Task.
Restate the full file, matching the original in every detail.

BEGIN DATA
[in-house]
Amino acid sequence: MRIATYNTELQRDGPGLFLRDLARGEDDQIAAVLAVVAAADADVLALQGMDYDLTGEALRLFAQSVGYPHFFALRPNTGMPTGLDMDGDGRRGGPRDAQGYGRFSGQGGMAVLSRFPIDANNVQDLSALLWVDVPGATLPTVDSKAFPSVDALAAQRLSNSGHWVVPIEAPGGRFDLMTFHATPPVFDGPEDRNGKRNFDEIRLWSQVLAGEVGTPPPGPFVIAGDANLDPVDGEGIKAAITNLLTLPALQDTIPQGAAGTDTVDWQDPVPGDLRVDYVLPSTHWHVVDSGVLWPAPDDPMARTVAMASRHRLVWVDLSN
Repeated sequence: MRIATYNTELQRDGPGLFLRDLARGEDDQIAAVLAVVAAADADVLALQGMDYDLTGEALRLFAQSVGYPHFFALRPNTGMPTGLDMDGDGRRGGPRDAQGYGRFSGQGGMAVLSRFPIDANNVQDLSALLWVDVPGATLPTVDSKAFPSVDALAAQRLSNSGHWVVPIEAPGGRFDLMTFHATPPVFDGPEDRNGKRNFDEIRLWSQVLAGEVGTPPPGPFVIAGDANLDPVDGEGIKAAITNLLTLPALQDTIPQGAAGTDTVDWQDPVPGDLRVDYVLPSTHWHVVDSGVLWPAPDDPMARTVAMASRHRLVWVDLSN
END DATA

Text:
[in-house]
Amino acid sequence: MRIATYNTELQRDGPGLFLRDLARGEDDQIAAVLAVVAAADADVLALQGMDYDLTGEALRLFAQSVGYPHFFALRPNTGMPTGLDMDGDGRRGGPRDAQGYGRFSGQGGMAVLSRFPIDANNVQDLSALLWVDVPGATLPTVDSKAFPSVDALAAQRLSNSGHWVVPIEAPGGRFDLMTFHATPPVFDGPEDRNGKRNFDEIRLWSQVLAGEVGTPPPGPFVIAGDANLDPVDGEGIKAAITNLLTLPALQDTIPQGAAGTDTVDWQDPVPGDLRVDYVLPSTHWHVVDSGVLWPAPDDPMARTVAMASRHRLVWVDLSN
Repeated sequence: MRIATYNTELQRDGPGLFLRDLARGEDDQIAAVLAVVAAADADVLALQGMDYDLTGEALRLFAQSVGYPHFFALRPNTGMPTGLDMDGDGRRGGPRDAQGYGRFSGQGGMAVLSRFPIDANNVQDLSALLWVDVPGATLPTVDSKAFPSVDALAAQRLSNSGHWVVPIEAPGGRFDLMTFHATPPVFDGPEDRNGKRNFDEIRLWSQVLAGEVGTPPPGPFVIAGDANLDPVDGEGIKAAITNLLTLPALQDTIPQGAAGTDTVDWQDPVPGDLRVDYVLPSTHWHVVDSGVLWPAPDDPMARTVAMASRHRLVWVDLSN